Why did you write the book?
I have worked a series of unfulfilling jobs. I never had a great idea on how to direct my career so every year I’d make a long list of my likes, email it to my friends, and insist they pick a job or career for me. Obviously, it didn’t work because the following year, I’d do it again. The last time I did this, my sister stated the obvious. “Why don’t you combing your love of cats, Japan, food, travel, and writing and write a book about those things?” So that’s how the concept of Whiskers Abroad was born, by combining some of my passions. Originally I was going to make it a spy novel in Japan with a cat as the spy, but then decided to write about what I know, traveling in Japan as a tourist.
What was your biggest surprise or aha moment when writing your book?
When I realized I was actually going to complete the book. I’m notorious for starting projects and then never completing them. Herb Alpert music video? Some footage shot but never edited. Cookbook for my friend? Recipes written and tested but never put into book form. Learn to train parakeets? Parakeets check, training, not so much. However, this one felt different. I knew I had to write it, and I had to complete it. Plus, I had my sister demanding pages from me. She kept me on track.
Who is your ideal audience for the book?
People who love to travel. People who love Japan. People who love to read. People who love cats. Now make a Venn diagram and the intersection point would be the “ideal” audience. Honestly, though, they don’t have to intersect. Someone who loves cats would like cat antics and photos, and people who want to travel to Japan will find it fascinating and hopefully, inspiring. If you like light-hearted and fun, that person might be a great audience for the book.
Tell us, how do you deal with fear?
The best way to deal with fear is to face it, acknowledge it, and deal with it. Otherwise, it’ll drag you down. Of course, I know that’s easy to talk about, harder to actually do, but it’s what I attempt to do.
Tell us, how do you deal with rejection?
If you are talking about manuscript rejection from publishers, I shrug it off. I tell myself my manuscript probably was the wrong fit, or the wrong person reviewed it. I mark it down in my excel spread as a no, and then continue on with my submission. I like to look at it as a response from a publisher, even a “no,” as a sign they thought it had enough merit to warrant a response.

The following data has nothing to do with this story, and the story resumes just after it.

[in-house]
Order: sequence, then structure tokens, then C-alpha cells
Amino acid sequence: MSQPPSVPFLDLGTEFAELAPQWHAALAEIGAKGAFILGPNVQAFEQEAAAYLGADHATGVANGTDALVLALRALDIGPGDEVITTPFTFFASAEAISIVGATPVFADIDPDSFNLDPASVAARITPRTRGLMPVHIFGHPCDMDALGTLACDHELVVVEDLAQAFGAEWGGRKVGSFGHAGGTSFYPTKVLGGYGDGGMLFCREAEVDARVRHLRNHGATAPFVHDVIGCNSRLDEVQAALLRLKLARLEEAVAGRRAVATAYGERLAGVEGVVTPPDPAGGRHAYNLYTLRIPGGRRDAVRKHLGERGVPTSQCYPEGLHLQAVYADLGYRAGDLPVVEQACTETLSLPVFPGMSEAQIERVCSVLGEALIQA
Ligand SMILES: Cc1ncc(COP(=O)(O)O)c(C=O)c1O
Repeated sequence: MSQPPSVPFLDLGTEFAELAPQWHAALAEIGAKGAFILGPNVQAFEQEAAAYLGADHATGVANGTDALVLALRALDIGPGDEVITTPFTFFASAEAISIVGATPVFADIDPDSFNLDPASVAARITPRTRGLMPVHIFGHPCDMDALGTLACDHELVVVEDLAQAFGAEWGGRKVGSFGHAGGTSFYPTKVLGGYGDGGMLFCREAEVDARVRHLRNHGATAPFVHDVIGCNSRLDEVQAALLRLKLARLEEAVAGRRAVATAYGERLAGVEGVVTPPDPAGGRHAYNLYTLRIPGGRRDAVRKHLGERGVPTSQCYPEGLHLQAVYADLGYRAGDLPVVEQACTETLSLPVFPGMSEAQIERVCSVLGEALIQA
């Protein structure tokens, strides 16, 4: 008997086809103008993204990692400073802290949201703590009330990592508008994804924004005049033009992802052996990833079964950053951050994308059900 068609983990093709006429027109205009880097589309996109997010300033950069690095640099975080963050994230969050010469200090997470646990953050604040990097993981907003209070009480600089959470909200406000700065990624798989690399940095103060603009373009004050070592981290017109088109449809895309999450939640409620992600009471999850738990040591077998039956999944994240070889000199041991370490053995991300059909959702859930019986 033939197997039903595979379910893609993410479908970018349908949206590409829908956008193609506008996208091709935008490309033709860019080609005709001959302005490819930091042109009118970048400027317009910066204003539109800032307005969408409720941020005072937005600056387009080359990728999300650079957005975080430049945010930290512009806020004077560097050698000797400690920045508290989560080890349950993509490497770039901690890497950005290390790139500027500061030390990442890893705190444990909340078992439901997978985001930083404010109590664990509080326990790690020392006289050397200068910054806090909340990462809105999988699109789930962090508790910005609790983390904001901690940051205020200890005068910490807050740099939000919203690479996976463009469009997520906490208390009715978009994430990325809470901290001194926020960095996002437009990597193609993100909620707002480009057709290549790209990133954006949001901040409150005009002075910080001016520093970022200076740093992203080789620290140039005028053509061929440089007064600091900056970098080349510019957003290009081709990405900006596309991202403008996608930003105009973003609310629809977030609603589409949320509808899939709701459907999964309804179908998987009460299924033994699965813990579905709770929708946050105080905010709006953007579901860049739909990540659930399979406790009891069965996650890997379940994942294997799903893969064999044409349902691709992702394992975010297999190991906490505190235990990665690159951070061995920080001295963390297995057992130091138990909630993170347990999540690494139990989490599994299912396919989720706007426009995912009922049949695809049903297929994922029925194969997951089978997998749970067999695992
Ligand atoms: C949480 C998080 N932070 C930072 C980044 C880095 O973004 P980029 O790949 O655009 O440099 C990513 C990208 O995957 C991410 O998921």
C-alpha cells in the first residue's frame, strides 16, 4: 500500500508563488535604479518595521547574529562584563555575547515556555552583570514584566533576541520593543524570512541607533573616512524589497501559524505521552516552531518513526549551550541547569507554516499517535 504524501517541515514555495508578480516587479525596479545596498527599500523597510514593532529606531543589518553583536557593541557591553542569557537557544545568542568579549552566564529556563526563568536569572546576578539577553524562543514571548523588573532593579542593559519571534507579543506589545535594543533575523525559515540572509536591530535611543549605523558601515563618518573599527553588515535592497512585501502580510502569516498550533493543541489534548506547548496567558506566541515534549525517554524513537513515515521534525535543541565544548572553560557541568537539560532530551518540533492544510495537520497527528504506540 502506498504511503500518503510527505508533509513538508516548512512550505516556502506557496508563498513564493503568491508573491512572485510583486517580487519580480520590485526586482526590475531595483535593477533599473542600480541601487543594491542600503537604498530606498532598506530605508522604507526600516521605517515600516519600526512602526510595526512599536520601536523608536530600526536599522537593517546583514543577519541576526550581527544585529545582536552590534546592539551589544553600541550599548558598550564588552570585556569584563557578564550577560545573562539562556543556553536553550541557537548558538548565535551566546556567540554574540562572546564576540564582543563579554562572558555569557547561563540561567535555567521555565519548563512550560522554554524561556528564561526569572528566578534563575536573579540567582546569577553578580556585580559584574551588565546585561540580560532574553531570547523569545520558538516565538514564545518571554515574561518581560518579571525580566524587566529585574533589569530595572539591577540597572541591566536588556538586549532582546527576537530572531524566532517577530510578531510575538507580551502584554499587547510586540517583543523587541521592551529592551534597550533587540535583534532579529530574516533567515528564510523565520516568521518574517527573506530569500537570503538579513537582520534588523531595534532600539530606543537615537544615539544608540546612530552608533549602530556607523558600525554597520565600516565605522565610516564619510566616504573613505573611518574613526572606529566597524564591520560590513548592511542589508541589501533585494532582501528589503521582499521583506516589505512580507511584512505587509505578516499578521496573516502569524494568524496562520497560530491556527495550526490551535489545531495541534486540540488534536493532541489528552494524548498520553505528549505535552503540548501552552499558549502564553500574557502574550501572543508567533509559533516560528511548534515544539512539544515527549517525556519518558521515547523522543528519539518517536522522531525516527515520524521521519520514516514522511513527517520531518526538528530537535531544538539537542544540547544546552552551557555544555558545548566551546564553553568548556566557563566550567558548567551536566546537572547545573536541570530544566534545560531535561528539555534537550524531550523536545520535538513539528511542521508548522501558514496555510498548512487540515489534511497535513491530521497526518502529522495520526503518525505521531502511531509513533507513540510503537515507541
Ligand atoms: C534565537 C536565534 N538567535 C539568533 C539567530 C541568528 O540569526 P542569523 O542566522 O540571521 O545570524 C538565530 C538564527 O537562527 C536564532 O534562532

Tell us two concepts or ideas you want the reader to takeaway.
Be open to new places, foods, and experiences, and then go do them. Even the seemingly mundane might have a life-altering impact. An example from the book is when Ashi eats ramen for the first time. It’s just noodle soup, but the tastes are mind-blowing and change his perspective on what a meal should be. There are multiple perspectives on events. This is demonstrated in the book since you get Audrey’s view of what happened and Ashi’s views. They don’t have the same opinions or something even the same memories of what happened.
Name one of the biggest challenges you have faced writing your book and how did you overcome it?
Finding the time to write. The free time was there, but I made excuses for not utilizing it for writing. Finally my sister told me to write my two crappy sentences every day. I could definitely find time to do that. I carved out 30 minutes in the morning before I headed to work to sit down with my cat and write my two sentences. Sometimes I was lucky and wrote more. Before I knew it, I had a complete manuscript.
What’s a personal self-talk, mantra, affirmation, or self-belief that contributes to your success?
“Just have fun with it!” This was advice given to me from my screenwriting teacher. He’s right, when you have fun with whatever you are writing, whether its creating a nasty villian or having a cat charm his way into a business class upgrade, the reader has fun with it too.
How can people contact you?
They can reach me at email@example.com or contact my publisher at firstname.lastname@example.org